Over the 20-year period from 2000 to 2020, individual investors have underperformed the market in every way — from stocks to bonds, from broad indexes to industry sectors, from the U.S. to developed and emerging international markets, according to Nationwide Financial.
The underperformance can largely be attributed to frequent trading and short holding periods, driven by emotional reactions to news headlines that may drive individuals to make irrational investment decisions.
Headline-driven emotional investing has increased as the amount of information available has exponentially grown over the last few decades. Now more than ever before, investors must rely on their judgement to assess what is meaningful and what is simply a distraction.
Economic news will play to an investor’s emotional response, but political or international events can also sway investor sentiment as well, according to Nationwide.
Emotional investing is a real psychological response; the amygdala, the part of the brain that regulates emotion, is also used for decision making. In stressful situations, emotions can take over the amygdala and influence decision-making processes, which may lead to irrational investment decisions.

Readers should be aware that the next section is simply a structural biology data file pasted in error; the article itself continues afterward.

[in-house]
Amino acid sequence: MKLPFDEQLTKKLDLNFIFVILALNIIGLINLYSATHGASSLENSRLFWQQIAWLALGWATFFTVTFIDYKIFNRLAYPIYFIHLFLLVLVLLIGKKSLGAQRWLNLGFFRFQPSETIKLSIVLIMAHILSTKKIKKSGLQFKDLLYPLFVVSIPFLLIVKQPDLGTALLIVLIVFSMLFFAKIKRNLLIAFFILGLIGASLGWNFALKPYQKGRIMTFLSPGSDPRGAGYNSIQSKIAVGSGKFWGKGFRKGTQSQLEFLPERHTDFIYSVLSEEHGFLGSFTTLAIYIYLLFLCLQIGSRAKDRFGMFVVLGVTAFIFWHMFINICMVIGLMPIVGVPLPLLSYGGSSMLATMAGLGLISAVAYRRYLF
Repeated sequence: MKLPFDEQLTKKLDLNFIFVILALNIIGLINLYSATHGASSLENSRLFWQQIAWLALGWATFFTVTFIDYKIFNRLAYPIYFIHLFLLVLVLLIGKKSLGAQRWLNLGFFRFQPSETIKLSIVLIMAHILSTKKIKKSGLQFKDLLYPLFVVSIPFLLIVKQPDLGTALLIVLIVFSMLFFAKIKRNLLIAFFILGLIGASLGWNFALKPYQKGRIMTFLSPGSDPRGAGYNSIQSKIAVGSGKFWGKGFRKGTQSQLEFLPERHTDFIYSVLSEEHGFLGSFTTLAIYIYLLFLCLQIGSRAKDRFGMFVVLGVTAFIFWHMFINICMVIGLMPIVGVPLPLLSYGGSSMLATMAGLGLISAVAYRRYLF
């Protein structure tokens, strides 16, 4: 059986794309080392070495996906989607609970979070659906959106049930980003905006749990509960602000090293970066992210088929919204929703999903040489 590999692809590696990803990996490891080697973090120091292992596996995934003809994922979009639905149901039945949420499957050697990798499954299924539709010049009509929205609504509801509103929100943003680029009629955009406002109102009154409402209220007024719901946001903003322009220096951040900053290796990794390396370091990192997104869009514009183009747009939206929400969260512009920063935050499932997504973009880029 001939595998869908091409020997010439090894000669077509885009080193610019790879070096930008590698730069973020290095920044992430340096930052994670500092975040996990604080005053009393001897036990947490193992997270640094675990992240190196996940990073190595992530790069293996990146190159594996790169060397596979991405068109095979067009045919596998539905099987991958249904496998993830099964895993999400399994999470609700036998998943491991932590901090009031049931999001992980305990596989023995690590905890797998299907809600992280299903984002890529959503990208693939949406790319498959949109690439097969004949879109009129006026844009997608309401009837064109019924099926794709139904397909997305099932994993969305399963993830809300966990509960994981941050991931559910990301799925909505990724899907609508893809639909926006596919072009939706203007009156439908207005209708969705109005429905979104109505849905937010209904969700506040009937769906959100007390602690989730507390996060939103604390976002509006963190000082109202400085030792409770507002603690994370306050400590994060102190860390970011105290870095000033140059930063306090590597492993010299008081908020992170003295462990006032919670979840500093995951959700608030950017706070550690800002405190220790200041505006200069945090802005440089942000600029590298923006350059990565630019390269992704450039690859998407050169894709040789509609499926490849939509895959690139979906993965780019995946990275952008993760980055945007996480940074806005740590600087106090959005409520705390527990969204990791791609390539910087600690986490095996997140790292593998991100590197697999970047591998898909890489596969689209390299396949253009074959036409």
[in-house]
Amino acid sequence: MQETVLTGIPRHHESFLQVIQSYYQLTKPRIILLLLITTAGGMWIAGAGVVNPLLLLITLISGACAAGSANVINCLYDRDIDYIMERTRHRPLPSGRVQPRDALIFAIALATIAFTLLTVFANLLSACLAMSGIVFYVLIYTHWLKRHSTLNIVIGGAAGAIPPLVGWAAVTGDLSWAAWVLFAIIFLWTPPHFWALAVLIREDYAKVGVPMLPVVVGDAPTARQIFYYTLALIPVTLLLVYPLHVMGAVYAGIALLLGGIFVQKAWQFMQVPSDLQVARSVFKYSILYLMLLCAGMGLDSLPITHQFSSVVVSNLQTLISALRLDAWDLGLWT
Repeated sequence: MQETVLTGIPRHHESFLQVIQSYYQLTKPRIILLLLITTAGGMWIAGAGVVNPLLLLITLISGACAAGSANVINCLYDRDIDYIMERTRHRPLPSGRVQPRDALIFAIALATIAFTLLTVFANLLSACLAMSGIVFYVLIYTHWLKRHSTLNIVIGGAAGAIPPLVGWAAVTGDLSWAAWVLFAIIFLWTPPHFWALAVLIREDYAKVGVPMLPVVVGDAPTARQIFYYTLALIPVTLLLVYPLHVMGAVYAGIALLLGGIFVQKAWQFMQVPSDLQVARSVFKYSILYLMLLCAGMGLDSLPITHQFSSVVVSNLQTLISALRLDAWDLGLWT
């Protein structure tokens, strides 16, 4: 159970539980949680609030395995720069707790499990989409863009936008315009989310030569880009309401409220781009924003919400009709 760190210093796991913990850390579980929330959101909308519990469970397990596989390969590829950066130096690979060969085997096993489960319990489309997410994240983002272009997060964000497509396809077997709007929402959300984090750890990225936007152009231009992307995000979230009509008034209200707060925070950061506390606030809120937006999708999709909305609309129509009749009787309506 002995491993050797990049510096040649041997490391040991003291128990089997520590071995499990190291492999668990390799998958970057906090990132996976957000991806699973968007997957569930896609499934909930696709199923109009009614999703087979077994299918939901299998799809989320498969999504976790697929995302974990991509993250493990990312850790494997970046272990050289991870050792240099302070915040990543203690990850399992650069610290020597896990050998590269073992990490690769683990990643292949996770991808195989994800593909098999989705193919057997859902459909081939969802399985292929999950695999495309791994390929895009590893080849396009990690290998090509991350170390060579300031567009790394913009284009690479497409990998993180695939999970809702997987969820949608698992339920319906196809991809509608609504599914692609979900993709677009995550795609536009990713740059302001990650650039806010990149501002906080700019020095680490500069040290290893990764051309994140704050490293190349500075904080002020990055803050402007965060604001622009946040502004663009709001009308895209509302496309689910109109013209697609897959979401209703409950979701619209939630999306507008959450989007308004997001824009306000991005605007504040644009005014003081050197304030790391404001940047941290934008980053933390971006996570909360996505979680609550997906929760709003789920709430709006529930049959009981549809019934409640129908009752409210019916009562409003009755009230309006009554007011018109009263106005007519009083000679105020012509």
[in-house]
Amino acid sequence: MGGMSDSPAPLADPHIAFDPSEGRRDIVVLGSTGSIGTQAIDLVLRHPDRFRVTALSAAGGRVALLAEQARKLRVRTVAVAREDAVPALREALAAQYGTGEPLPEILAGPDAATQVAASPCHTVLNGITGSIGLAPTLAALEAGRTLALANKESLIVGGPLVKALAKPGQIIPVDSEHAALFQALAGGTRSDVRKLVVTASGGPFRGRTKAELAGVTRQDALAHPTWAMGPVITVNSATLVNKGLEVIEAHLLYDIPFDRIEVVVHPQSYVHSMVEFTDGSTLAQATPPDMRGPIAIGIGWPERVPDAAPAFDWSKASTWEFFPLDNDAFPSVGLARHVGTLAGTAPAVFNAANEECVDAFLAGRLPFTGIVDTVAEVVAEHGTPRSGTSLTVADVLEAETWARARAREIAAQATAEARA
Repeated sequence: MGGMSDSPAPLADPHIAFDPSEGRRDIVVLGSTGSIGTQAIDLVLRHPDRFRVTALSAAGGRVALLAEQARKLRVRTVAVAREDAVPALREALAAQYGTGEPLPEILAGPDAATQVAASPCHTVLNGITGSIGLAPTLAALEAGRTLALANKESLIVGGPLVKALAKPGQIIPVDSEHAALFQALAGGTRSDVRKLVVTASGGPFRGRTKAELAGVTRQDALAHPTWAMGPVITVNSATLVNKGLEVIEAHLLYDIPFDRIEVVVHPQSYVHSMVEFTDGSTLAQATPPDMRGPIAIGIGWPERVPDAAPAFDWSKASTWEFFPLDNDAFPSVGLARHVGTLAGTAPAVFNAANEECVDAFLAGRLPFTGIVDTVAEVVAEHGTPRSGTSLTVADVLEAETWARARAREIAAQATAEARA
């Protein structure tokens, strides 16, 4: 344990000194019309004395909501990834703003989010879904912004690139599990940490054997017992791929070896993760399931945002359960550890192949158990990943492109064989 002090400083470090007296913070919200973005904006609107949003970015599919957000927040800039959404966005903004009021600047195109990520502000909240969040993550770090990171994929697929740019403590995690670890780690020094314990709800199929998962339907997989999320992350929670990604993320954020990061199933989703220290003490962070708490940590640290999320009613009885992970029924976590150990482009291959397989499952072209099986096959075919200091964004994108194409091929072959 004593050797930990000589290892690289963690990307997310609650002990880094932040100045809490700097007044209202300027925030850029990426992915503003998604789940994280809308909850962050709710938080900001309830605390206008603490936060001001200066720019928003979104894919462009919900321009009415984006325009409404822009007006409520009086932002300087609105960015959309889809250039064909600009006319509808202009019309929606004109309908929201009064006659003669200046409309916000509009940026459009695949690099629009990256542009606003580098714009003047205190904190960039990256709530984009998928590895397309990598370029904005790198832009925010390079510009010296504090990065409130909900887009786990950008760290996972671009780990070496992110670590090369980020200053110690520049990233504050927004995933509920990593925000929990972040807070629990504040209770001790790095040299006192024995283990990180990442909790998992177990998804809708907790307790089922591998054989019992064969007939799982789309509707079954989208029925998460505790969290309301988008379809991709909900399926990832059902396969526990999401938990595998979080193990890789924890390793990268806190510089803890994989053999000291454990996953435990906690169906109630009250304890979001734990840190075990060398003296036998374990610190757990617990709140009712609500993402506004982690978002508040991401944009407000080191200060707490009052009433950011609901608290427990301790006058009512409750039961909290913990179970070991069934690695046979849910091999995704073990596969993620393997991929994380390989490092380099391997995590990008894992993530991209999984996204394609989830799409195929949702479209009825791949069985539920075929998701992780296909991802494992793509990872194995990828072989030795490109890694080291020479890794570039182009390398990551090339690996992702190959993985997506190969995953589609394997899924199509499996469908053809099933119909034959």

These impulsive and irrational investment decisions that lead to poor performance can often be connected to market timing.
According to Nationwide, individual investors tend to trade frequently and hold investments for short-term periods, shorter than the length of the average market cycle. These investors buy high and sell low — the exact opposite of what they should do, according to basic investment principles.
This poor timing and movement in and out of the market means that investors will often miss the best days in the market. Missing those days can significantly reduce the returns that investors achieve, and ultimately cost real money relative to the outcomes that investors who remain fully invested would achieve, according to Nationwide.
Historical results from the financial markets can also show investors the value of maintaining a long-term perspective and help them downplay the influence of short-term performance.
Looking at returns for the S&P 500 back to 1929 shows how the probability of positive returns increases with the length of the period. Negative returns are more likely for shorter periods — nearly every other day in the market is a down day, according to historical S&P 500 data. Even on an annual basis, one in every three years is negative. But over longer periods, 10 years and beyond, the probability of negative returns declines dramatically.
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